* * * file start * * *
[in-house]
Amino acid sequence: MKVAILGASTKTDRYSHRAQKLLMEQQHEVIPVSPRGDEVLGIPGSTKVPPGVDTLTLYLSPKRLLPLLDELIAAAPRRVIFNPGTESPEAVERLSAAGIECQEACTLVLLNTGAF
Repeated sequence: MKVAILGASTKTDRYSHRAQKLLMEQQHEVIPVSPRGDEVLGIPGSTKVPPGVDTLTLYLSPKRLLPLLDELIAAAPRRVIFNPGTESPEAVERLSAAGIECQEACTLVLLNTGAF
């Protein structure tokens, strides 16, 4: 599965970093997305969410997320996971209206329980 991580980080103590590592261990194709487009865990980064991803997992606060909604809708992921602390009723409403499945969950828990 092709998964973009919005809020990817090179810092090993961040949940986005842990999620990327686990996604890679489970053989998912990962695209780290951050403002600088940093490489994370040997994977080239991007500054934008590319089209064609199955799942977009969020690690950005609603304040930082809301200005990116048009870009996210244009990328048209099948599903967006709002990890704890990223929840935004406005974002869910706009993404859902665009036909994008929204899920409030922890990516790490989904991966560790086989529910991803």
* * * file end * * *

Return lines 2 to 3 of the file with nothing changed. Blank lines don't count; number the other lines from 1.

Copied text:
Amino acid sequence: MKVAILGASTKTDRYSHRAQKLLMEQQHEVIPVSPRGDEVLGIPGSTKVPPGVDTLTLYLSPKRLLPLLDELIAAAPRRVIFNPGTESPEAVERLSAAGIECQEACTLVLLNTGAF
Repeated sequence: MKVAILGASTKTDRYSHRAQKLLMEQQHEVIPVSPRGDEVLGIPGSTKVPPGVDTLTLYLSPKRLLPLLDELIAAAPRRVIFNPGTESPEAVERLSAAGIECQEACTLVLLNTGAF